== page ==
According to the original manufacturer's description of the CV-21 in its initial year on the market, this was the "...first Glastron/Carlson to be designed and engineered for jet power alone." The "rich metalflake Gold and Sand" exterior was matched with a sportwheel, lockable glove compartment, plated grab bar, and teak trim and entry steps. Like many other Glastrons from this era, it also came with "superb instrumentation" so you'd know just how fast you were going and to keep tabs on the V8 performance. The propulsion for the CV-21 came from a Berkeley jet drive likely mated to a 455 Oldsmobile.
The pictures on this boat show an interesting fuel storage setup with large steel tanks in the engine compartment. Most boats with closed bow configurations utilize the dead space up front for the gasoline for both space savings and counterbalancing purposes. Given the fuel sucking potential of the V8 at wide open throttle it was probably a good idea to make sure both tanks were full at the beginning of any voyage.
Another interesting difference between this boat and the original CV-21's is the windshield. On all of the 1971 through 1975 CV-21's we could not find any examples without the windshield supports went all the way back to the rear bench area. Rumor has it that these gaps were designed to allow the occupants to reach out and grab swimmers or docks as they approached.
The year of 1974 was a good one for the American Boat Company, especially when it comes to this particular American Eagle. The kinks from the first year of production were out of the way and the market was starting to fall in love with the model's design. While it has not been verified that the unique paint scheme on this boat was factory original, it does appear to fit the era of production. The cream, purple, and red color palette combined with the custom rear seating sets this boat apart from other American Eagles we've seen. Credit must be given to the quality of the interior workmanship as it matches the era and does not look out of place. While the original rear bench seats that came with the American Eagles were squared off in the corners, this custom interior takes cues from the Century Riviera 6-Meter rear seating minus the armrests.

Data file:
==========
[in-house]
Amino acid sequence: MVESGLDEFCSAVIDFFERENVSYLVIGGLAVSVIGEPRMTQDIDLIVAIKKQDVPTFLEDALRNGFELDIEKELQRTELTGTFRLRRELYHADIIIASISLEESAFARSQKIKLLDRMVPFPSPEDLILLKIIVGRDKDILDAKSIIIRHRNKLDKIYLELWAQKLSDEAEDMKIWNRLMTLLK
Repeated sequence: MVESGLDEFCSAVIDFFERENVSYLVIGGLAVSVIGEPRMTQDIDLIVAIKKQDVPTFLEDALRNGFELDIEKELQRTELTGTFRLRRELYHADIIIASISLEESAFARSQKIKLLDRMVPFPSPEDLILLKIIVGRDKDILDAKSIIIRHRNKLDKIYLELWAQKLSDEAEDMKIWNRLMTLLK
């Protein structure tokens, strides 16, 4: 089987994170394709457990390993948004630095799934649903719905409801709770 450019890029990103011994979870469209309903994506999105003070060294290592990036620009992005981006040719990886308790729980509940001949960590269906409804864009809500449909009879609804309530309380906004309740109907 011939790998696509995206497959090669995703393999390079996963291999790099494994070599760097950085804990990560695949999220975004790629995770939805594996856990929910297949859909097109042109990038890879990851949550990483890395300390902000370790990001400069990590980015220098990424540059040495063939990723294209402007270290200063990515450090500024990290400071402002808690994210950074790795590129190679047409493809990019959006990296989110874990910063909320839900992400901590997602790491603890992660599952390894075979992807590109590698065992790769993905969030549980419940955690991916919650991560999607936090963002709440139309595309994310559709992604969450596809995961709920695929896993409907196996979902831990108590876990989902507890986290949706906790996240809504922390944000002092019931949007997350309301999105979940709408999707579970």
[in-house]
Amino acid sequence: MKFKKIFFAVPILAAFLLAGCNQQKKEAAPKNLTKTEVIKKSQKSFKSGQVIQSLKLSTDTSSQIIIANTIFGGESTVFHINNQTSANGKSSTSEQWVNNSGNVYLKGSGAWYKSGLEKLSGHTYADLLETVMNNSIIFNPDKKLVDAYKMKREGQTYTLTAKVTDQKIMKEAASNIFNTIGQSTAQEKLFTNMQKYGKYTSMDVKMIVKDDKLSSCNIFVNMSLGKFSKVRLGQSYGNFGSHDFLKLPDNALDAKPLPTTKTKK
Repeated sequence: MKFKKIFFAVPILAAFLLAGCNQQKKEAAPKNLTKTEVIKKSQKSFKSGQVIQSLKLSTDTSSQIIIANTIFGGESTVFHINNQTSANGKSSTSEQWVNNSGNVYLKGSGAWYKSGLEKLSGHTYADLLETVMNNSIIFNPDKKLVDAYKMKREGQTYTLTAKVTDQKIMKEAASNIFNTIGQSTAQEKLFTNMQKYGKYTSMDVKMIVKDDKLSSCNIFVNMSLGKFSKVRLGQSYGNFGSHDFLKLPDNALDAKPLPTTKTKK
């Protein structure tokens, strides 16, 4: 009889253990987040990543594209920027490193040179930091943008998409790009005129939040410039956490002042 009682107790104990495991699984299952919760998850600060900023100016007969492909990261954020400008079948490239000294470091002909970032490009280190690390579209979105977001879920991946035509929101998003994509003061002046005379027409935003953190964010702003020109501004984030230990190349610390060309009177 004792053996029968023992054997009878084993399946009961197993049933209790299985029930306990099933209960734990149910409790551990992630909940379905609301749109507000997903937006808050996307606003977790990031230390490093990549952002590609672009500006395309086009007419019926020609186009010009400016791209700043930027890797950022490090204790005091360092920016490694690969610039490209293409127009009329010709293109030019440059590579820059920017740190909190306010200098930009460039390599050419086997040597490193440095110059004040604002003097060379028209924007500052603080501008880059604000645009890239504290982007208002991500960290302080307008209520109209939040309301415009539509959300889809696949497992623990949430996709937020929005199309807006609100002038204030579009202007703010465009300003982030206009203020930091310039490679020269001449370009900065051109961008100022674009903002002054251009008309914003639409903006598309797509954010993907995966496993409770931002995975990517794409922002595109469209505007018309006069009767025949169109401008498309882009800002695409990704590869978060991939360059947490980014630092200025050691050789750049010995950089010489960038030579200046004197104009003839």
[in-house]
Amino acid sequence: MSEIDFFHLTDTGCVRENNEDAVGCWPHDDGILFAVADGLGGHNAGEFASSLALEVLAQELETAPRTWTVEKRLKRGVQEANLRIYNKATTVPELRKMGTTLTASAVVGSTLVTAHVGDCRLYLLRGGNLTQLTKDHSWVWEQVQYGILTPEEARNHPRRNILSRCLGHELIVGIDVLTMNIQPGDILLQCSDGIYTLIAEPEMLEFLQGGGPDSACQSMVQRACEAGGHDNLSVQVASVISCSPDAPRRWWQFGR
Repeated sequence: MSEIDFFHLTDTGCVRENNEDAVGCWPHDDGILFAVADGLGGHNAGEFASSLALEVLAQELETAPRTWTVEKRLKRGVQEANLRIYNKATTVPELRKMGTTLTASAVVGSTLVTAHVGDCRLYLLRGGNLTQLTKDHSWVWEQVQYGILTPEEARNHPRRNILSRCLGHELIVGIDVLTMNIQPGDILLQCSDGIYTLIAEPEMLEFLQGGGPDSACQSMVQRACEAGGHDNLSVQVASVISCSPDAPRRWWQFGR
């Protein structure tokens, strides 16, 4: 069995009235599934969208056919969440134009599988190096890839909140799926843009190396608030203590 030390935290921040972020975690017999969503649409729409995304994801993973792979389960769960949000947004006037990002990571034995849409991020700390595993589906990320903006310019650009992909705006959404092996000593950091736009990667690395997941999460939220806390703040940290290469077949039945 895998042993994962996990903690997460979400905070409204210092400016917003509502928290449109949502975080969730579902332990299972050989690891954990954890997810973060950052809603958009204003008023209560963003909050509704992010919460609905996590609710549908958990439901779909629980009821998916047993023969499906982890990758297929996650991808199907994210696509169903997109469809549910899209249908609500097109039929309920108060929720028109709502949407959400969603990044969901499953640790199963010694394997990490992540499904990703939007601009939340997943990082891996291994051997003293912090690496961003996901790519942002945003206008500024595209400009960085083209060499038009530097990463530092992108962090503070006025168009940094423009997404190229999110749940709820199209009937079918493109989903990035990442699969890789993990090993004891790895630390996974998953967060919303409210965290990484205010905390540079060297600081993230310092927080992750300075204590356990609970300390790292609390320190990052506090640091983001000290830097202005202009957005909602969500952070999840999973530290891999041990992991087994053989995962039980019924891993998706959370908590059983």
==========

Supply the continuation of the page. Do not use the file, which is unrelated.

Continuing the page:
The power plant in this beauty appears to be one of the 'Big Block' varieties that was commonly matched with the Berkeley Jet Drives. On top of the logical association between the jet drive and the common engines, the gold valve covers are a dead giveaway of an Oldsmobile engine.
Not much is known about this Century Mark II besides that it is fast and loud. The most unique thing about this Retro Runabout is the rare Berkeley jet drive considering the make and model. Century was known for their direct drive applications at the time that this boat was produced and even with the complete switch to fiberglass in the 1980's the company predominantly stuck with sterndrive applications for their non-competition ski boats.
Like many of the Berkeley Packajet applications from the 1970's, this one came with a Oldsmobile 455. The 7.5L big block is sure to throw massive rooster-tails at full speed (50+ MPH).
This 'Hot Rod' model shares some similarities to the Arabian such as the side-bench seating arrangement and upholstered rear deck. The bow deck appears to be an ode to its bigger brother with the hood-scoop-esque styling.
If the Arabian was the bigger brother then the Ski Fury is definitely a close cousin. The direct drive from the Ski Fury compliments the Mark II's V-drive or jet setup in the same length hull. The bow deck styling and bottom-side transoms are also very similar.